• but I need to delete it and run it again after desktop starts. and it works for some 30 min
    – Necktwi
    May 27, 2017 at 6:56
  • it seems reloading the driver every 30min is doing the trick
    – Necktwi
    May 27, 2017 at 6:59
  • This is not a good command, because it replaces the existing iwlwifi.conf. I changed the file name.
    – Pilot6
    Jan 5, 2020 at 15:02
  • Thanks it's work on 19.10 Ubuntu
    – milosz
    Feb 16, 2020 at 11:21

This effects Ubuntu 16.04 with 'Intel(R) Dual Band Wireless AC 7260, REV=0x144', and Bluetooth Coexist functionality but differently: /etc/modprobe.d/iwlwifi.conf.

The Intel 7260 in 802.11AC Mode does not understand the the auto _agg=0 argument which turns on Link Aggregation found in the "/etc/modprobe.d/iwlwifi.conf" file. This will cause your Wireless to stop working. Remove it, and change the command from:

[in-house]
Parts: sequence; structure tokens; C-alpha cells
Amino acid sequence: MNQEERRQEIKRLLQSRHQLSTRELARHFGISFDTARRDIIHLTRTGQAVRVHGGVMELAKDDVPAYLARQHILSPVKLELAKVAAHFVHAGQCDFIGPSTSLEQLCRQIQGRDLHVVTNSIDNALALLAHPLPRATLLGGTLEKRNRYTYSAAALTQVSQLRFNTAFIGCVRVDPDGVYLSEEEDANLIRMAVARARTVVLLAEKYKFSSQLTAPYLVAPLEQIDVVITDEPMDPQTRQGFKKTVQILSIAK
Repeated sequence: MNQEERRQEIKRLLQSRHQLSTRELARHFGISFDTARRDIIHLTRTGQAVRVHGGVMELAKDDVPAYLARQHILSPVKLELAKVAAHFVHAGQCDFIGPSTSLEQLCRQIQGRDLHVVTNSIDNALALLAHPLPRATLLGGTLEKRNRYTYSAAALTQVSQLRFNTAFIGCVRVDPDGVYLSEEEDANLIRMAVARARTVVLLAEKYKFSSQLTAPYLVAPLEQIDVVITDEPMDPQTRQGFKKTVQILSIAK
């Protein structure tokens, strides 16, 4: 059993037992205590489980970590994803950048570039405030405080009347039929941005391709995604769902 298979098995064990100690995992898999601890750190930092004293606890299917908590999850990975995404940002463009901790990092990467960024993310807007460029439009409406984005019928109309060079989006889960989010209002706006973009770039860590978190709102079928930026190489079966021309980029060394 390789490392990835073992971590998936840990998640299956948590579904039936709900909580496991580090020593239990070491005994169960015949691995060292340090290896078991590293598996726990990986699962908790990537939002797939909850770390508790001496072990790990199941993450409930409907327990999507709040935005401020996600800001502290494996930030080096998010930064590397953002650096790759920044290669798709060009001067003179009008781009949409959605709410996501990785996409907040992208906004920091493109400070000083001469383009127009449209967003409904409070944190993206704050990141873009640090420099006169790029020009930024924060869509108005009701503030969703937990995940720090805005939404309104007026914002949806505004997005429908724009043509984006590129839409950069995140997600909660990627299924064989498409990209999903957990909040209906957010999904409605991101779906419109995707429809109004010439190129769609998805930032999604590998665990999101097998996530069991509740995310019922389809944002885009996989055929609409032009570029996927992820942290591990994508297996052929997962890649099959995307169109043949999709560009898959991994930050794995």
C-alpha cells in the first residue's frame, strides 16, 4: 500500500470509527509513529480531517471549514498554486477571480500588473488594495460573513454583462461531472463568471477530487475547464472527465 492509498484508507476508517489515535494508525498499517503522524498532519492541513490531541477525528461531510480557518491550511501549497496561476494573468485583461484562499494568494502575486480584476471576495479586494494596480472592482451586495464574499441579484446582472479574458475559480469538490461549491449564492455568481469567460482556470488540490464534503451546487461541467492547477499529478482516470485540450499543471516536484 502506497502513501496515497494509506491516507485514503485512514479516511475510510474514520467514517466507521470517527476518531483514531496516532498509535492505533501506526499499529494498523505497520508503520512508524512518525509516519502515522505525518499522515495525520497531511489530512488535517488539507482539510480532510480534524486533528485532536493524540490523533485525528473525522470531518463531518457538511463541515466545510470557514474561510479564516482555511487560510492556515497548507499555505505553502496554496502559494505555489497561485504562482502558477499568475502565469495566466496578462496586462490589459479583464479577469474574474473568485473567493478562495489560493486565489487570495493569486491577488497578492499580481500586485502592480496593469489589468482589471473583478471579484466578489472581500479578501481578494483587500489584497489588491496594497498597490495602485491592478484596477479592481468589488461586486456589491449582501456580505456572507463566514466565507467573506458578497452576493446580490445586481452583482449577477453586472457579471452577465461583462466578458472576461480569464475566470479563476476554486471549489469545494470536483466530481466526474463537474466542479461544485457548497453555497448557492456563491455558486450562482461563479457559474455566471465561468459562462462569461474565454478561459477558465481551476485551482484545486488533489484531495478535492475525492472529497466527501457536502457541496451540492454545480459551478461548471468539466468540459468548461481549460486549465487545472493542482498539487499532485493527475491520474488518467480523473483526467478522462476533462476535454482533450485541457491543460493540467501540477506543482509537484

echo "options iwlwifi 11n_disable=1bt_coex_active=0power_save=0auto_agg=0swcrypto=1" | sudo tee /etc/modprobe.d/iwlwifi.conf > /dev/null
echo "options iwlwifi 11n_disable=111n_disable=8bt_coex_active=1power_save=0 swcrypto=1" | sudo tee /etc/modprobe.d/iwlwifi.conf > /dev/null

  • The focus of the Intel 7260 problem is that some BT speakers may be detected by the systems Bluetooth Manager, but unable to be used as an audio output result of the 802.11N - 13 channel Wifi band conflict with the 79 BT channels in the 2.4Ghz range (See link 1). Changing the 11n_disable=1 option removes Wireless 802.11N functionality so there is no more conflict with the unused Band. BT Loudspeakers are able to be detected, and connected, but not selected for audio output in the Sound Settings Control Panel (Pulse Audio).